Celebrating the season

This post was inspired by a quite beautiful conversation that I overheard on a public bus last night. A young girl was asking her mother about a friend of the family who had just died. The girl was confused as to what had happened and the mother was gently explaining how the friend had been ill for some time and that her dying was actually a relief for her.

The girl piped up: “So death is a good thing then?”

Her older sister interjected: “Not always…”

The mother settled things: “Sometimes it is the best thing, especially if someone is suffering. Someone dying can be a good thing and death isn’t always sad”

I’m paraphrasing a lot but in her wonderful education of her children, the mother used “death”, “dying” and “dead” multiple times, never relying on less clear words such as “passed on” or other euphemisms. Her young daughters listened in rapt attention and the younger sister seemed relieved and happy with the outcome of the family friend’s death. She obviously knew her well and her mother’s frank and simple explanation helped with clearing up what could have been a very confusing and scary time.

This whole conversation made me think of recent events and the people that have died in recent months. Whether that is the awful events in Sydney, Glasgow or France, or simply the loss of family members such as Ryan’s mother back in September. We will all be touched by loss in our lives and this time of year can often open old wounds and remind us of those who are no longer in our lives.

Christmas, Yule, Hanukkah, or whatever other festivals (if any at all) that folk celebrate during the winter months are designed to bring people together. Yet the emphasis on family and close bonds can be distressing for those who do not have that idealised life. Religion, grief and trauma can make this time of year one of the hardest for many so spare a thought for them if you are fortunate enough to be spending a few days with your loved ones.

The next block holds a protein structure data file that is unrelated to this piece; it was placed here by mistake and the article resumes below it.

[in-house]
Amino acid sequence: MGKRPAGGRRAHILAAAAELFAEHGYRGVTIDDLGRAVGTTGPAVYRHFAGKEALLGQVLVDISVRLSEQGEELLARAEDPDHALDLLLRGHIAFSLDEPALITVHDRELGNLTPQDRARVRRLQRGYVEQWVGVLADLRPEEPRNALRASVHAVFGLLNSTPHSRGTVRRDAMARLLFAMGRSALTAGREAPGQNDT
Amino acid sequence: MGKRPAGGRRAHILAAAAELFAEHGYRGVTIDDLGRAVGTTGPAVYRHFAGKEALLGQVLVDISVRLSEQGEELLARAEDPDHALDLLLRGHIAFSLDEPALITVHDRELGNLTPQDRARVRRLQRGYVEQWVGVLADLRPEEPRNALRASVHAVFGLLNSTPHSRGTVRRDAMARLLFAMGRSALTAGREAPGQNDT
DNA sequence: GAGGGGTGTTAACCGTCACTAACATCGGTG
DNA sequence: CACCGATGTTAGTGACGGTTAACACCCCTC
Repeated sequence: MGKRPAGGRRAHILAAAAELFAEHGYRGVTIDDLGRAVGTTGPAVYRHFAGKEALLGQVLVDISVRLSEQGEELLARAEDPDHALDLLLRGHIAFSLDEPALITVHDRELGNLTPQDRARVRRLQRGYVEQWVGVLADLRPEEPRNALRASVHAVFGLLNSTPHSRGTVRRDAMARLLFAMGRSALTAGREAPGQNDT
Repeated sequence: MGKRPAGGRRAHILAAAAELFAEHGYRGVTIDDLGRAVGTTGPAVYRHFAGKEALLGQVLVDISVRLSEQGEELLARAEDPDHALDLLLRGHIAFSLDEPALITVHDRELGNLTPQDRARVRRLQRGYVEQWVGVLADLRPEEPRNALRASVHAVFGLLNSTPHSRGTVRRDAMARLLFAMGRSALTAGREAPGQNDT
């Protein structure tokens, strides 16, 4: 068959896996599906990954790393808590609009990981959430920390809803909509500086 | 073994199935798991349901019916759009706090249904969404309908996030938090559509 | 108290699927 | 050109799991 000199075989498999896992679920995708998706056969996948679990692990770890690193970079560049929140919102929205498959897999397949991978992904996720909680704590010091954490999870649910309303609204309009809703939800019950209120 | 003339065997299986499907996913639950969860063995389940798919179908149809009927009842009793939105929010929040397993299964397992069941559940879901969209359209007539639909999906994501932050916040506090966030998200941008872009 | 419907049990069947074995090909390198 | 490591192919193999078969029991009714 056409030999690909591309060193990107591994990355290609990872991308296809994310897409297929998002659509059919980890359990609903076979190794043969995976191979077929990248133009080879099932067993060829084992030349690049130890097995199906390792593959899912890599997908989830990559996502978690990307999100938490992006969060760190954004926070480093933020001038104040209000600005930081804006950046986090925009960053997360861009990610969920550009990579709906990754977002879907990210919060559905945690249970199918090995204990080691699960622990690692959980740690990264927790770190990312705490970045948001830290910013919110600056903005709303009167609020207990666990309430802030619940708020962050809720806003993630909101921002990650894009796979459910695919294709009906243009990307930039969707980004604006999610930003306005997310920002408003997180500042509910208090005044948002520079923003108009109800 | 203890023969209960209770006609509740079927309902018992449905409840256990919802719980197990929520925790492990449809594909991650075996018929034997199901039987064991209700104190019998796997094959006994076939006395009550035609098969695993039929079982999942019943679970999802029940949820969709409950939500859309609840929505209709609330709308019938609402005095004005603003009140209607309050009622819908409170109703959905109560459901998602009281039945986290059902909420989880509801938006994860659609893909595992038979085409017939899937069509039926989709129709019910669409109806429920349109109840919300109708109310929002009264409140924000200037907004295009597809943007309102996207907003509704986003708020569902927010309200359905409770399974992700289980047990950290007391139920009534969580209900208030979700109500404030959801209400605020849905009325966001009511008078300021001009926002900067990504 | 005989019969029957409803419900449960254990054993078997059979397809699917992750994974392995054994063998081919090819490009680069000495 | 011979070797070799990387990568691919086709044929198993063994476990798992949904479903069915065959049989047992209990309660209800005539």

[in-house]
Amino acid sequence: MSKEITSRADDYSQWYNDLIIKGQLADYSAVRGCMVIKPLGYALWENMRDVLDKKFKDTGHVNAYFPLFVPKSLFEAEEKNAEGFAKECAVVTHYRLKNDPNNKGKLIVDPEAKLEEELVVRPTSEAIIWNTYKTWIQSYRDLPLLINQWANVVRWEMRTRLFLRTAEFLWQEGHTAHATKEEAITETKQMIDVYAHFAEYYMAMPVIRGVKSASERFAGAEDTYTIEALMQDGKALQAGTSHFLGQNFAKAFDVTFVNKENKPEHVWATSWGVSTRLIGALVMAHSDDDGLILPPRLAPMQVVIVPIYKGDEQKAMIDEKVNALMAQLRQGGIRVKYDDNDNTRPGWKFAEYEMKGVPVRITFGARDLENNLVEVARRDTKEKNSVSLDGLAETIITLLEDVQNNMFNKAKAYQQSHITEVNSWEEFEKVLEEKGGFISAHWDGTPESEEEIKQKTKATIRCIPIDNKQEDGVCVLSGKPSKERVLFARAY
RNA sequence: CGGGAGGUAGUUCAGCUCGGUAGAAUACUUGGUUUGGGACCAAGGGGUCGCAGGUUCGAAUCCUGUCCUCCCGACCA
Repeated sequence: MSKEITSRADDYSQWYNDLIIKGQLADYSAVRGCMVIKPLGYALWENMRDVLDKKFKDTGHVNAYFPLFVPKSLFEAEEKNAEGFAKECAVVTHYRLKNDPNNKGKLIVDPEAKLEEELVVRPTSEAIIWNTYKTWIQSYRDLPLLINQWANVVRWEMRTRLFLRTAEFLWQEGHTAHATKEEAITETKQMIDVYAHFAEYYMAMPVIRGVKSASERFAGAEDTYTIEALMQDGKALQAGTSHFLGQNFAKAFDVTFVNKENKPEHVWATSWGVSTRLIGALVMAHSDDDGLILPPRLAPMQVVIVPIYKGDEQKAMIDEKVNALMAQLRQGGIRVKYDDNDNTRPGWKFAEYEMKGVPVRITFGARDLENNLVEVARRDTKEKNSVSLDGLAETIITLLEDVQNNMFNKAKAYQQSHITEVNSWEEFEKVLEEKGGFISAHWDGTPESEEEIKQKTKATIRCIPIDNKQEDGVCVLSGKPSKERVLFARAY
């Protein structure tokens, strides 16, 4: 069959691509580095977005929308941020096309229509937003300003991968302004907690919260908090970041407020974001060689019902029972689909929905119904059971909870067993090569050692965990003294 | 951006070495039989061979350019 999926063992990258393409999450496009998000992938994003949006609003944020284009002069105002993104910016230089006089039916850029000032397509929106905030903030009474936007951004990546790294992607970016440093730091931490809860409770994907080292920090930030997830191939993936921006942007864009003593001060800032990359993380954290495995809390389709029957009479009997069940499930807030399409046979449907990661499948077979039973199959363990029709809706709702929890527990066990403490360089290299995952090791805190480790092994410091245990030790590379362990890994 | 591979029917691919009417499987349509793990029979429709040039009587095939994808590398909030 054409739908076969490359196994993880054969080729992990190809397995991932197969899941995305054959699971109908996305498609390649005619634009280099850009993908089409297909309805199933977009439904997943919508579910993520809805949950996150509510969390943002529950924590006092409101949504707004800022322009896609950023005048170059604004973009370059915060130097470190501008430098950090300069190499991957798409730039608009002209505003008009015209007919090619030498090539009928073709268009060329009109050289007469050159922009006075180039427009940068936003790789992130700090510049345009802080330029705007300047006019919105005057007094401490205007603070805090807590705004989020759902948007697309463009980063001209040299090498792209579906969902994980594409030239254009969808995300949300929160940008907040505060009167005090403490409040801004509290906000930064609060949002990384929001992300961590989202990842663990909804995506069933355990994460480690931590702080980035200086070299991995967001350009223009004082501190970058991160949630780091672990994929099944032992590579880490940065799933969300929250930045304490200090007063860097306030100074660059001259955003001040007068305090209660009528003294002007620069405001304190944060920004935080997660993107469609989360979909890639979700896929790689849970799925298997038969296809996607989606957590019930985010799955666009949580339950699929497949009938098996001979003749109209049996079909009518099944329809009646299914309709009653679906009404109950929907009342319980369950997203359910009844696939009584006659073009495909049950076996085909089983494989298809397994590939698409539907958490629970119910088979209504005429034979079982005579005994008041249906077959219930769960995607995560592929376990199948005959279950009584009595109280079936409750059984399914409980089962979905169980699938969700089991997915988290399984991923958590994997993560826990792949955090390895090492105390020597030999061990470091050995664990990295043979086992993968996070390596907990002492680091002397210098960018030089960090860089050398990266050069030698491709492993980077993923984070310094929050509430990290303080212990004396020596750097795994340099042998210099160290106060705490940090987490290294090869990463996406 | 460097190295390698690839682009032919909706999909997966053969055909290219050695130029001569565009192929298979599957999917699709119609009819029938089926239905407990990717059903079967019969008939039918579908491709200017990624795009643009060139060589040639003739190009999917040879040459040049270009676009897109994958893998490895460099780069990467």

One positive death activity that can be carried out at this time of year is remembering our loved ones. Many more pagan practices focus on ancestor worship, and while Halloween is a great time for this sort of thing, winter holidays can also be a useful time to think back to those who have come before us. So rather than being overcome with sorrow and loss (even though these are important emotions and should never be hidden for the sake of others), think of those who are no longer around. Think of the good times that you have had together and when you are having your Christmas meal (or other appropriate feast), have a place set out with a photograph of your loved one(s) nearby so that they can celebrate with you, even if in your memory.

Everyone has different traditions and associations with this time of year, and I can only wish you a happy and peaceful time, whatever you’re doing. Keep being death positive and we thank you for your fantastic support over the past year!

Here’s to a good and productive new year!


Going back home for death

Hi all, Georgina here. So for those of you who read Ryan’s last post, you will know that his mother recently passed away and it has fallen to us to sort everything out.

Since the last post, we have been manically busy hence the long silence on the blog. Thankfully Ryan’s mother did not have to have a postmortem but the various delays and other bits and pieces meant that her death was only registered last Monday. As soon as we knew that that was going to happen, we jumped on the next train to start sorting through things.

So far we have managed to get things going with a funeral director. Thankfully the chap in question knows the family and has helped with the funerals of Ryan’s grandparents so he was really easy to deal with and is taking care of so many things which is a huge help.

We are currently wading through a lifetime’s worth of paperwork and other bits and pieces, trying to get some semblance of understanding of what everything means. This ranges from bank accounts to electricity bills and everything in between.

Reassuringly, everyone that we have had to deal with so far has been massively helpful and things are moving slowly but surely which is good. It is just rather surreal coming back to Ryan’s home town to sort out something we didn’t think we’d have to deal with for a good few years yet.